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Portrait of a Girl Running by J.B. Chicoine…Book Spotlight and Author Q&A

Portrait of a Girl Running cover 100 dpi

Book links:

 Amazon  ~  Barnes & Noble 

About Portrait of a Girl Running: 

An avid runner and talented watercolor artist, seventeen-year-old Leila has survived an unstable childhood in a biracial family with two dads, surrounded by drug addiction and blues musicians. When the tragedy of one of her fathers’ deaths sends her to Long Island to live with her step-grandfather, she meets the handsome track coach, Ian Brigham and the curmudgeonly math teacher, Clarence Myles, who recognizes Leila’s strength and courage and alternately challenges and protects her. When Leila is accused of misconduct by a jealous gym instructor, the resulting judicial hearings put her autonomy, and even her dignity, at risk.

Written in vibrant, lyrical prose, Chicoine’s writing provides a number of unexpected plot twists that keep readers rooting for Leila. Chicoine’s characters, along with the accurately drawn Long Island setting, provide a detailed glimpse into the life of a high school student on the cusp of adulthood, who must navigate the world of adult rules and moral judgments on her own. Leila’s struggles with grown-up choices about life and love reflect those faced by many young people who are coming of age, making her story a particularly relevant and satisfying read for new adults and those who enjoy strong female protagonists.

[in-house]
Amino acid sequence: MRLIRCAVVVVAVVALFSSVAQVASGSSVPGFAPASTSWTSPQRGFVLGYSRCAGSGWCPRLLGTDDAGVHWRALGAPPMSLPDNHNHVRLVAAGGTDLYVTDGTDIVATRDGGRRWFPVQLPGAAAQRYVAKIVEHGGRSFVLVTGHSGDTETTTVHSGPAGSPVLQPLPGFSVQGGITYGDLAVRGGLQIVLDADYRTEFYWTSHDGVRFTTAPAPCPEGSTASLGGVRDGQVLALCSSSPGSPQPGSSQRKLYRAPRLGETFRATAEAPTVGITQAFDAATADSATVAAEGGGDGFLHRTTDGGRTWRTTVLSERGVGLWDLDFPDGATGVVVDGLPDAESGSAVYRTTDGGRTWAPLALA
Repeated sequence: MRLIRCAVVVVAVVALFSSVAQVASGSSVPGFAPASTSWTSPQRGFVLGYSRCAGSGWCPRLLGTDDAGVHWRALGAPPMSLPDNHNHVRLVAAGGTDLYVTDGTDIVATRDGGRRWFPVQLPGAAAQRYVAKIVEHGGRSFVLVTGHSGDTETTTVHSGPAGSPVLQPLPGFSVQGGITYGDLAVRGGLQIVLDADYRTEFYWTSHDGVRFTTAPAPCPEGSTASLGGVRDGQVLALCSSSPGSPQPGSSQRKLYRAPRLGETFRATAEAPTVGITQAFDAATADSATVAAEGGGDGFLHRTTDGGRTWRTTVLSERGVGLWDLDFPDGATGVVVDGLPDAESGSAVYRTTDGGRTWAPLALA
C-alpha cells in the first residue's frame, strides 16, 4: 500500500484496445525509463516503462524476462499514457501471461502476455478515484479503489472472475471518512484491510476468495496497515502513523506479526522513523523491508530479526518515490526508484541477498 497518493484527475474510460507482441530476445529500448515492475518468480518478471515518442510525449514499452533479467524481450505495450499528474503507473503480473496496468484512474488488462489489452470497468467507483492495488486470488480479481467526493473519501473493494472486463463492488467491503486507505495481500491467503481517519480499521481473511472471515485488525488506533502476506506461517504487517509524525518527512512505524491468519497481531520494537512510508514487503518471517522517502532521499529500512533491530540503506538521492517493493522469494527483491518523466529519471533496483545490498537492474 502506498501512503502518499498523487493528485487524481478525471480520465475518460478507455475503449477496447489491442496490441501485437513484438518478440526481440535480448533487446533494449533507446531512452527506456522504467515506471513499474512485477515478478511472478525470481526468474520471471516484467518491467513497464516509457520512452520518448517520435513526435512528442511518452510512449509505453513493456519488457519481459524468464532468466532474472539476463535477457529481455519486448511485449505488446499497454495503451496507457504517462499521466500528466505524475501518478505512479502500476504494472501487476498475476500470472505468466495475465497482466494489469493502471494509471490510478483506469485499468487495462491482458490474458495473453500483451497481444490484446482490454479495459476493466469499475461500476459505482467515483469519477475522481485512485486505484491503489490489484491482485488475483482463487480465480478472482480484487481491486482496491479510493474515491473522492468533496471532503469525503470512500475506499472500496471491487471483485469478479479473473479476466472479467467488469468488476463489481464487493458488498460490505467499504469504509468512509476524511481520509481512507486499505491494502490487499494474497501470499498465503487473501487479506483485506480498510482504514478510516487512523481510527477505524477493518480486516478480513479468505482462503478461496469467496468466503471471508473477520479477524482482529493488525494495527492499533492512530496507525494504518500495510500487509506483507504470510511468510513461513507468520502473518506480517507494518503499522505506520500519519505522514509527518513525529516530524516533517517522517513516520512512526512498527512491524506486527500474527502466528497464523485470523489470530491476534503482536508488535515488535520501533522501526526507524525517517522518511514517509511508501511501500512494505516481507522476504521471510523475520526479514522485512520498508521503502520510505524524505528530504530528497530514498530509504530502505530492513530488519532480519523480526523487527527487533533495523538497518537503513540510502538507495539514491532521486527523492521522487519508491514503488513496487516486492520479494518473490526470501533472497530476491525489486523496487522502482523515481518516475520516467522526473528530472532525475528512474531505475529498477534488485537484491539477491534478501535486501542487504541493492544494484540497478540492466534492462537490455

“I wrote Girl Running for my husband nearly seven years ago, and it has always been my favorite,” said Chicoine. “Like me, Leila is a watercolor artist, and developing her character was very much like painting a portrait: I added layers as I went along, creating depth as she faced various challenges and explored her longing for freedom and independence, along with her desire to find true love. I hope readers enjoy her and the other characters in Girl Running and find them as complex and intriguing as I have.”

Author Q&A:

1. What inspired you to write Portrait of a Girl Running?

Well, I have always been intrigued with unconventional relationships (romantic and otherwise) and what makes them endure or fizzle, especially when a lot is working against their success. Girl Running—and also Protégé—aren’t really about taboo relationships as much as they are about the twisted road that love sometimes takes, about letting to of old baggage and grabbing for something far more enduring that lust.

 

2. In Portrait of a Girl Running, the main character, Leila, is seventeen and living on her own after being raised by two biracial fathers, both blues musicians. She plays blues piano herself, and later meets Clarence Myles, a math teacher, who also has an interest in the blues. What spurred your interest in this particular type of music?

I’ve always leaned toward having the blues, so maybe that genre just naturally appeals to. So, when I was developing Leila’s character, I didn’t want her to be typical 17-year-old, and blues is not typically what teenage girls listen to. Blues is unpretentious, like Leila, and I think it suits the tone of the story.